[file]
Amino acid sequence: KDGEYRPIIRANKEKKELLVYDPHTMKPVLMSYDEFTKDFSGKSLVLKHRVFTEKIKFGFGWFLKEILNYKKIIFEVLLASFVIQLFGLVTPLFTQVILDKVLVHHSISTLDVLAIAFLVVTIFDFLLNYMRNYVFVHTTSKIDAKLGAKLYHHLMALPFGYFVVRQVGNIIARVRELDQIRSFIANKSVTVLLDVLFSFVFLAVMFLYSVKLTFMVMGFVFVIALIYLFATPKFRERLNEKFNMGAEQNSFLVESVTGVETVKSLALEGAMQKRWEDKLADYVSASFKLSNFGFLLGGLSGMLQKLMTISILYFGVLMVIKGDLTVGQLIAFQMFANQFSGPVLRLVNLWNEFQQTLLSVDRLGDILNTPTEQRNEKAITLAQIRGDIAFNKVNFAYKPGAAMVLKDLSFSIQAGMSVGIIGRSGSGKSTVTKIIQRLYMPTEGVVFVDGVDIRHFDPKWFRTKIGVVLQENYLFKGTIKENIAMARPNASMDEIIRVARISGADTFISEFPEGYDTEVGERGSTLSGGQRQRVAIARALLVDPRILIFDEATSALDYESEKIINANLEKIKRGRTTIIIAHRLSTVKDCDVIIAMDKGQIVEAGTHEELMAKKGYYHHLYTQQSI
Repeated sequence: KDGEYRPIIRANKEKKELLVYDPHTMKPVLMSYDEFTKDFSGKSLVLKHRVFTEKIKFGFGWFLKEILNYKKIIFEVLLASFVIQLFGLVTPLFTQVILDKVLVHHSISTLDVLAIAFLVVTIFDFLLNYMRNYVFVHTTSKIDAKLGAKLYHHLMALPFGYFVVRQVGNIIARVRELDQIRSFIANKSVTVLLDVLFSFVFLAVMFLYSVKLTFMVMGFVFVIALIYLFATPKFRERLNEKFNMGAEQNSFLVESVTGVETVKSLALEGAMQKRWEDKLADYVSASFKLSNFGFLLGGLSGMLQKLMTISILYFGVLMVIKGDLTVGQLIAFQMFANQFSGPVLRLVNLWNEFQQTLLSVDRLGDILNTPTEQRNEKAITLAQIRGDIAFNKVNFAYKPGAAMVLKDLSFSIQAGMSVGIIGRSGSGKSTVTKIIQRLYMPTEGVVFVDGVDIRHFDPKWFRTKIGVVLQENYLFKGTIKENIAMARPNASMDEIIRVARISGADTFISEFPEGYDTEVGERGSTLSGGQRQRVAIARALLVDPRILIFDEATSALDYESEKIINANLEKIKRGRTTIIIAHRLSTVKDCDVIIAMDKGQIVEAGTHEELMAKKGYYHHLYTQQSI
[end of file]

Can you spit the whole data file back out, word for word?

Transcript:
Amino acid sequence: KDGEYRPIIRANKEKKELLVYDPHTMKPVLMSYDEFTKDFSGKSLVLKHRVFTEKIKFGFGWFLKEILNYKKIIFEVLLASFVIQLFGLVTPLFTQVILDKVLVHHSISTLDVLAIAFLVVTIFDFLLNYMRNYVFVHTTSKIDAKLGAKLYHHLMALPFGYFVVRQVGNIIARVRELDQIRSFIANKSVTVLLDVLFSFVFLAVMFLYSVKLTFMVMGFVFVIALIYLFATPKFRERLNEKFNMGAEQNSFLVESVTGVETVKSLALEGAMQKRWEDKLADYVSASFKLSNFGFLLGGLSGMLQKLMTISILYFGVLMVIKGDLTVGQLIAFQMFANQFSGPVLRLVNLWNEFQQTLLSVDRLGDILNTPTEQRNEKAITLAQIRGDIAFNKVNFAYKPGAAMVLKDLSFSIQAGMSVGIIGRSGSGKSTVTKIIQRLYMPTEGVVFVDGVDIRHFDPKWFRTKIGVVLQENYLFKGTIKENIAMARPNASMDEIIRVARISGADTFISEFPEGYDTEVGERGSTLSGGQRQRVAIARALLVDPRILIFDEATSALDYESEKIINANLEKIKRGRTTIIIAHRLSTVKDCDVIIAMDKGQIVEAGTHEELMAKKGYYHHLYTQQSI
Repeated sequence: KDGEYRPIIRANKEKKELLVYDPHTMKPVLMSYDEFTKDFSGKSLVLKHRVFTEKIKFGFGWFLKEILNYKKIIFEVLLASFVIQLFGLVTPLFTQVILDKVLVHHSISTLDVLAIAFLVVTIFDFLLNYMRNYVFVHTTSKIDAKLGAKLYHHLMALPFGYFVVRQVGNIIARVRELDQIRSFIANKSVTVLLDVLFSFVFLAVMFLYSVKLTFMVMGFVFVIALIYLFATPKFRERLNEKFNMGAEQNSFLVESVTGVETVKSLALEGAMQKRWEDKLADYVSASFKLSNFGFLLGGLSGMLQKLMTISILYFGVLMVIKGDLTVGQLIAFQMFANQFSGPVLRLVNLWNEFQQTLLSVDRLGDILNTPTEQRNEKAITLAQIRGDIAFNKVNFAYKPGAAMVLKDLSFSIQAGMSVGIIGRSGSGKSTVTKIIQRLYMPTEGVVFVDGVDIRHFDPKWFRTKIGVVLQENYLFKGTIKENIAMARPNASMDEIIRVARISGADTFISEFPEGYDTEVGERGSTLSGGQRQRVAIARALLVDPRILIFDEATSALDYESEKIINANLEKIKRGRTTIIIAHRLSTVKDCDVIIAMDKGQIVEAGTHEELMAKKGYYHHLYTQQSI